571 Rochel … Burdeux: French wines from La Rochelle and Bordeaux were imported into London in Chaucer’s day (Barron in Lobel, ed., The City of London, p. 54).

  574–8 Examples of Old Testament victories that were won through fasting are given by Jerome, Against Jov. II.15.

  579–81 Attila, king of the Huns, died on his wedding night from a nose-bleed, which was the result of heavy drinking (E. A. Thompson, A History of Attila and the Huns (Oxford, 1948), p. 149).

  583–7 Proverbs 31:4: ‘Give not to kings, O Lamuel, give not wine to kings: because there is no secret where drunkenness reigneth’; the second half of the quotation (which is not in the AV) is reproduced in Pard 560–61. The first few words of this verse are quoted as a marginal gloss in El and Hg.

  591–4 A marginal gloss in El and Hg quotes from the chapter on gambling in John of Salisbury’s Policraticus (I.5): ‘Dicing is the mother of lies and perjuries.’ There are further parallels to Chaucer’s lines in the rest of the chapter: ‘Gambling … is prodigal as the result of her lust for others’ possessions … it seems the more ruinous in that nothing is less profitable than to expend much labour on that by which one profits little … It arms men for strife’ (tr. Pike, pp. 27–8). Cf. Pars 793.

  603–20 Stilbon: The story is taken from the chapter on gambling in the Policraticus of John of Salisbury (I.5; see SA, p. 438), but the name of the ambassador who was sent from Corinth to Sparta (both cities in the Greek Peloponnese) is Chilo, not Stilbo. Stilbon is a Greek name for the planet Mercury, and also the name of a Greek philosopher mentioned by Seneca (Moral Epistles IX.18–19; On Firmness (Moral Essays II) 5). Chaucer may have confused the names in his memory.

  Lacedomie: Lacedaemon is the ancient Greek name for Sparta.

  621–6 This story immediately follows the story of Chilo (see preceding n.) in John of Salisbury’s Policraticus I.5. Parthes: the people of Parthia, in northern Persia (Magoun, p. 123).

  631–2 Cf. Pars 600.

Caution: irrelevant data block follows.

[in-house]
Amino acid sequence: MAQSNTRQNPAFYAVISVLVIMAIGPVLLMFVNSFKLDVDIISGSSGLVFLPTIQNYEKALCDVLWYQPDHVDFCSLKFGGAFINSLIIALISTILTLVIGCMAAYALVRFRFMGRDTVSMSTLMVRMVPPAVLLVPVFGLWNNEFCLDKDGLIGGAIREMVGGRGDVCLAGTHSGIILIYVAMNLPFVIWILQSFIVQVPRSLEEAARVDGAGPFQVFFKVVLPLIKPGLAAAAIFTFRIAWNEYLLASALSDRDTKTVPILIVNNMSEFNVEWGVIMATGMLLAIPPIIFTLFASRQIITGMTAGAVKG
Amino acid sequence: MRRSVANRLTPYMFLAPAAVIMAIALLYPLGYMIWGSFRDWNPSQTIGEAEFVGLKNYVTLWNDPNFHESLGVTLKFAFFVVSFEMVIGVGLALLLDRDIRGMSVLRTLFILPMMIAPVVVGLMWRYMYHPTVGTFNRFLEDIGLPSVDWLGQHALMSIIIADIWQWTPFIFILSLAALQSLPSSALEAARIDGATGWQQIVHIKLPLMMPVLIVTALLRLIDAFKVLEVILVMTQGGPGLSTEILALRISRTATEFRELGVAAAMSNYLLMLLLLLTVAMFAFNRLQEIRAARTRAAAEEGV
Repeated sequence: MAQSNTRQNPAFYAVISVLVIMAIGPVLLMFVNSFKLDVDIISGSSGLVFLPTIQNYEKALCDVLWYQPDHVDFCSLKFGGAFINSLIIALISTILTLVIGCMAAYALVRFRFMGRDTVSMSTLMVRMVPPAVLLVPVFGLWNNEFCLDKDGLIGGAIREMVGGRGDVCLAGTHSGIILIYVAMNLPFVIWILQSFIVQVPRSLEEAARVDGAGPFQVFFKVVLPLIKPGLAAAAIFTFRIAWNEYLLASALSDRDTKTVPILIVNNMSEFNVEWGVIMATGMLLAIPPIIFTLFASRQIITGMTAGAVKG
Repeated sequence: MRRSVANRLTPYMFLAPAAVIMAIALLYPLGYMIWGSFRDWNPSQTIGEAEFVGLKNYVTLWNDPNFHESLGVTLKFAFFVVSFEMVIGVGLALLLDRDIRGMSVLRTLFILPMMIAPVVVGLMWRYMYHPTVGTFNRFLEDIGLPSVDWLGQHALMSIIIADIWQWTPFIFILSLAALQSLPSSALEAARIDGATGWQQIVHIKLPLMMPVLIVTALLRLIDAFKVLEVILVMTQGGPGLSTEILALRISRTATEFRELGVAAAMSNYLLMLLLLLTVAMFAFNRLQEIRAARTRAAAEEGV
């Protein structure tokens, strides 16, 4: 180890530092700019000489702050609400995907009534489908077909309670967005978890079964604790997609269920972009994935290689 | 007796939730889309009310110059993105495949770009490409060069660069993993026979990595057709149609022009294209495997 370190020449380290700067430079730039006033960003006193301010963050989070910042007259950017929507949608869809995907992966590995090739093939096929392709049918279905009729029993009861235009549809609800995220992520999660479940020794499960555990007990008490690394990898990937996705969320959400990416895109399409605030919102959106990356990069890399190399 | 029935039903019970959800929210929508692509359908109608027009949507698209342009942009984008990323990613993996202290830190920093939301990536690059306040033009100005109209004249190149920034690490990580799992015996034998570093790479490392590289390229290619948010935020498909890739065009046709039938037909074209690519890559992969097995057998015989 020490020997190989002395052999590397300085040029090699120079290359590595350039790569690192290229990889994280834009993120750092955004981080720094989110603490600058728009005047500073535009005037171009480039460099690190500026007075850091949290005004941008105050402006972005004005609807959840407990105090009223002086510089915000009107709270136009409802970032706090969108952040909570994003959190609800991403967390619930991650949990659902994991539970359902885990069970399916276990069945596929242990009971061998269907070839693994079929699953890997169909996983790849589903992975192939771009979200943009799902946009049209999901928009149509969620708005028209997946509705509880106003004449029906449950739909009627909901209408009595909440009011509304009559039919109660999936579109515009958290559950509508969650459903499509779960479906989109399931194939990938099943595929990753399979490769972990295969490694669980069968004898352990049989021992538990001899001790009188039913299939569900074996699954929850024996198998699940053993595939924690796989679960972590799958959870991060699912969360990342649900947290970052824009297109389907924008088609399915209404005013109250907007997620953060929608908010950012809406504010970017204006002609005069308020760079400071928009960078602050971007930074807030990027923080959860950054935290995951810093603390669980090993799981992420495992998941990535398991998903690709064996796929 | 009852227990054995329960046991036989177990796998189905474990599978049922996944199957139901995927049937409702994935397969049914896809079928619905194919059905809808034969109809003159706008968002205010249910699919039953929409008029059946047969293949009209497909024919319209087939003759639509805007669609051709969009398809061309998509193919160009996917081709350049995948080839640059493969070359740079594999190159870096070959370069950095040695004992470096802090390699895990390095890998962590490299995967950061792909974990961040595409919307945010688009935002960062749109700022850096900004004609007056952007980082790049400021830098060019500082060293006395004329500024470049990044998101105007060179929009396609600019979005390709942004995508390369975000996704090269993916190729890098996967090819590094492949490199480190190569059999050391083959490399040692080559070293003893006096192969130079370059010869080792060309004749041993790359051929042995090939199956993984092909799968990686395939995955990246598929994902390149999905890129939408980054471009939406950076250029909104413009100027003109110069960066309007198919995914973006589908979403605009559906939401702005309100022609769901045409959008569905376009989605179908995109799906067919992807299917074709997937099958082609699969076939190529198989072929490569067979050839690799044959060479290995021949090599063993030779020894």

633–4 A marginal gloss in El and Hg underscores this reference to Matthew 5:34, where Christ forbids any kind of oath.

  635–7 See Jeremiah 4:2: ‘And thou shalt swear: [As the Lord liveth,] in truth, and in judgment, and in justice.’ A marginal gloss in El and Hg gives the Latin version of these words (without the bracketed phrase). Cf. Pars 592.

  639 the firste table: The Ten Commandments given to Moses by God were written on two stone ‘tables’ or tablets (Exodus 31:18, 34:28–9; see n. to Sum 1885–90). The medieval exegetical tradition interpreted these two tablets in the light of Mark 12:29–31, where Christ collapses these commandments into two: love of God and love of one’s neighbour. The first tablet was thus supposed to have held the first three commandments, setting out man’s duty to God, and the second to have held the remaining seven, setting out man’s duty to his neighbour. See, for example, The Lay Folks’ Catechism, ed. T. F. Simmons and H. E. Nolloth, EETS o.s. 118 (London, 1901), p. 30, and Dives and Pauper, ed. P. H. Barnum, vol. I, Part 1, EETS o.s. 275 (London, 1976), p. 298.

  641–2 For the Ten Commandments in their most generally used form, see Deuteronomy 5:6–21. In Protestant reckoning, the commandment ‘Thou shalt not take the name of the Lord thy God in vain’ is the third commandment, but medieval reckoning counted the first two (against worshipping other gods, and against worshipping graven images) as one; see The Lay Folks’ Catechism, p. 36, and Dives and Pauper I.1, pp. 81 and 221 (both as cited in the preceding note). To compensate, the last commandment is split into two by distinguishing between covetousness of immovable and movable goods.

  649–50 Cf. Ecclesiasticus 23:12, 14: ‘A man that sweareth much, shall be filled with iniquity, and a scourge shall not depart from his house … And if he swear in vain, he shall not be justified: for his house shall be filled with retribution.’

  652 Hailes Abbey in Gloucestershire possessed a phial allegedly containing the blood of Christ (L. Butler and C. Given-Wilson, Medieval Monasteries of Great Britain (London, 1979), p. 258); it could be seen only by those who had pure consciences – a ruse worthy of the Pardoner (see the ME poem printed in Altenglische Legenden, ed. C. Horstmann (Heilbronn, 1881), pp. 275–81).